RVM: As Noble grows in popularity, is it challenging to stay true to these values? 
JR: Absolutely not! As a result of the work we’ve done to develop the relationships that we have, we have access to the best coffees in the world. We can utilize these relationships to grow many times over and there is still plenty of great coffee to be found out there—especially for a roasting company that is willing to pay a fair price for it. Many coffees that are organic and Fair Trade certified end up being sold as conventional coffee because there isn’t a market for it. If you’re not spending at least $15 dollars for a package of coffee, it is not sustainable. It’s actually harmful to the producers. There is always a cost—either for the consumer or the producer. If it’s expensive for the consumer, that usually means that it’s good for the planet, and every person involved along the way.

RVM: I find the classes that Noble offers fascinating. History classes, latte art. How did that idea come about?
JR: We developed this course not only for our staff, but also as an educational series that we could offer free of charge to our wholesale partners and for a small fee to the public. As a barista-driven company, we felt that our job was not complete until we were able to spread our passion and knowledge to our guests and our wholesale partners & their employees.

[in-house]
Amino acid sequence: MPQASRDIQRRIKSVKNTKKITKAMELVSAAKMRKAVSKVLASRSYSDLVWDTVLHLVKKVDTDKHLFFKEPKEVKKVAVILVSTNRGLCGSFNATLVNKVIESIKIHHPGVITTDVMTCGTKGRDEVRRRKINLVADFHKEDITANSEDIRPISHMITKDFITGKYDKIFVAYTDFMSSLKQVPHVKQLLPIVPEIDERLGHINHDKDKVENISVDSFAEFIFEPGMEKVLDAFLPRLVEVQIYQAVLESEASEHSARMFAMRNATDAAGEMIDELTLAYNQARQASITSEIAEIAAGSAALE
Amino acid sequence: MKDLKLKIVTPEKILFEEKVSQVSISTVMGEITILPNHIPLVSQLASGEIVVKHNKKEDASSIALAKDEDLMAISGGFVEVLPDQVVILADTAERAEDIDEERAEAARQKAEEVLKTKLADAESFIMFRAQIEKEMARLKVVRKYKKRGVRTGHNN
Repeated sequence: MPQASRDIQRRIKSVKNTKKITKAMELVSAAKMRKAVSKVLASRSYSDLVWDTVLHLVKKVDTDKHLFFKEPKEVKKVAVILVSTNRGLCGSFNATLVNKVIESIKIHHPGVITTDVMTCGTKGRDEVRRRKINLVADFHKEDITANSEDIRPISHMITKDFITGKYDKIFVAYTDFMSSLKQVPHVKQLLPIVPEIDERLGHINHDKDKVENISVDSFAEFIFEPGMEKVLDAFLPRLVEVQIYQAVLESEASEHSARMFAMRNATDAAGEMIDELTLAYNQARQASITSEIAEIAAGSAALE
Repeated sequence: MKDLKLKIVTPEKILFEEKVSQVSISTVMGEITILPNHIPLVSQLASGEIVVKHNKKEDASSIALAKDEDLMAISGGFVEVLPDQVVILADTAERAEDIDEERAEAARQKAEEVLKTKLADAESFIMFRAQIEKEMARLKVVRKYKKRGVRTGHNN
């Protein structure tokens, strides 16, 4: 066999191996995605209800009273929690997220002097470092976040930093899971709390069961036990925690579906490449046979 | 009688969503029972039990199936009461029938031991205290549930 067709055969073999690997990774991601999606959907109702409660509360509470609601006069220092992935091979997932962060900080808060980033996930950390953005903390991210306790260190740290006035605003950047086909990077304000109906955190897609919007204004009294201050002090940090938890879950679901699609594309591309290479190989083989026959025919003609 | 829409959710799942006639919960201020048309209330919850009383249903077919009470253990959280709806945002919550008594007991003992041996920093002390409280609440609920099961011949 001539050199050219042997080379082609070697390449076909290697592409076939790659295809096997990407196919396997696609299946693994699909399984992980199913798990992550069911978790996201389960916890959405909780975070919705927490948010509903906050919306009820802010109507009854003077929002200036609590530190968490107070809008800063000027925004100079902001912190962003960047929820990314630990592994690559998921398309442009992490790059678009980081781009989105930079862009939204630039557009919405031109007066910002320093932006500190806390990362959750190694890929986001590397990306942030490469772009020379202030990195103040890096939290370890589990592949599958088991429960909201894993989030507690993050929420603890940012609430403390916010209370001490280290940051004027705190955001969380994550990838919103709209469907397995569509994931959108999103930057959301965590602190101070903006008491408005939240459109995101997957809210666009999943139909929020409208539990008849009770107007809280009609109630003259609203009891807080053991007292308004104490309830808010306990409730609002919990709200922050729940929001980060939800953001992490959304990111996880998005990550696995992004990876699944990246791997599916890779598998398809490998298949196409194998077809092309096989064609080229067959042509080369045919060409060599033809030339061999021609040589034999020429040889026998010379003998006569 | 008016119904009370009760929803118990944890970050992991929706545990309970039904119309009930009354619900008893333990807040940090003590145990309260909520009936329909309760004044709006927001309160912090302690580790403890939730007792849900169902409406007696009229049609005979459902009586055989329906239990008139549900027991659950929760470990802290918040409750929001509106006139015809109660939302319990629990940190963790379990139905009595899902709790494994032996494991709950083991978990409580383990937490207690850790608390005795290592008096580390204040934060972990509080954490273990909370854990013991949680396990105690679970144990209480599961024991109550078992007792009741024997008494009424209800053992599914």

And truthfully, a lot of people don’t know much about coffee. That it’s a fruit, how it’s processed, where it comes from, how it’s roasted, etc. Once you start diving into the world of coffee, you realize just how complex it is. It’s a lot harder to make a delicious cup of coffee than a lot of people recognize.

RVM: What’s the difference between drip and syphoned?
JR: Drip coffee is typically made with an automatic brewer that operates by raining hot water over a bed of coffee in a filter. This would be considered a percolation method. The resulting cup of coffee will have a medium body. A French Press, by contrast, is an immersion method in which the coffee sits in water while it brews instead of water raining through a bed. 
Siphoned coffee, is made using a siphon set-up (also known as a vacuum pot), in which water is heated up in a glass bulb, coffee is added to a glass funnel with a filter assembly, the funnel is engaged into the bulb when the water is at a full boil which creates a vacuum. The water then travels up the funnel and into the bed of coffee. After a minute, the entire apparatus is removed from the heat source, which causes the brew to drop down through the funnel & filter back into the bulb. Siphons tend to enhance the sweetness in the coffee, and produce a light to medium body. The siphon process is very visually stunning, and is considered a combination of the immersion and percolation methods.